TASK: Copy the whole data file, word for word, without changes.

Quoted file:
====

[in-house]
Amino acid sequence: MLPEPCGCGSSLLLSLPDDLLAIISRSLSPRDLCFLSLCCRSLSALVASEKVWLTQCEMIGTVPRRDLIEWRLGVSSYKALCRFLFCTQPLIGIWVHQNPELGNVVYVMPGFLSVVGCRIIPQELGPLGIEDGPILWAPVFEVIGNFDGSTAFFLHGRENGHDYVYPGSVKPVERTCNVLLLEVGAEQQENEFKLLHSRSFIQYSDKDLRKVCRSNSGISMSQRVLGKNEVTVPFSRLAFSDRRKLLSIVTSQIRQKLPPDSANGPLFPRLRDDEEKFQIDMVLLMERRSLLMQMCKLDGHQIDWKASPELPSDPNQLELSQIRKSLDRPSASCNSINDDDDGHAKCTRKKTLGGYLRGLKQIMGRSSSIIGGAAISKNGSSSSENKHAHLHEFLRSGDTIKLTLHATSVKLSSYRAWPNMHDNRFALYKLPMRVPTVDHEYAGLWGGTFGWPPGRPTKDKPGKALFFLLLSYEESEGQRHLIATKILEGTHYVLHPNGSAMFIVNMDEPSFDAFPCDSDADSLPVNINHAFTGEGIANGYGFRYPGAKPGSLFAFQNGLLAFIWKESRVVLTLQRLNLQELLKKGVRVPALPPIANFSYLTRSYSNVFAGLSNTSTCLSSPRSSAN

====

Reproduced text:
[in-house]
Amino acid sequence: MLPEPCGCGSSLLLSLPDDLLAIISRSLSPRDLCFLSLCCRSLSALVASEKVWLTQCEMIGTVPRRDLIEWRLGVSSYKALCRFLFCTQPLIGIWVHQNPELGNVVYVMPGFLSVVGCRIIPQELGPLGIEDGPILWAPVFEVIGNFDGSTAFFLHGRENGHDYVYPGSVKPVERTCNVLLLEVGAEQQENEFKLLHSRSFIQYSDKDLRKVCRSNSGISMSQRVLGKNEVTVPFSRLAFSDRRKLLSIVTSQIRQKLPPDSANGPLFPRLRDDEEKFQIDMVLLMERRSLLMQMCKLDGHQIDWKASPELPSDPNQLELSQIRKSLDRPSASCNSINDDDDGHAKCTRKKTLGGYLRGLKQIMGRSSSIIGGAAISKNGSSSSENKHAHLHEFLRSGDTIKLTLHATSVKLSSYRAWPNMHDNRFALYKLPMRVPTVDHEYAGLWGGTFGWPPGRPTKDKPGKALFFLLLSYEESEGQRHLIATKILEGTHYVLHPNGSAMFIVNMDEPSFDAFPCDSDADSLPVNINHAFTGEGIANGYGFRYPGAKPGSLFAFQNGLLAFIWKESRVVLTLQRLNLQELLKKGVRVPALPPIANFSYLTRSYSNVFAGLSNTSTCLSSPRSSAN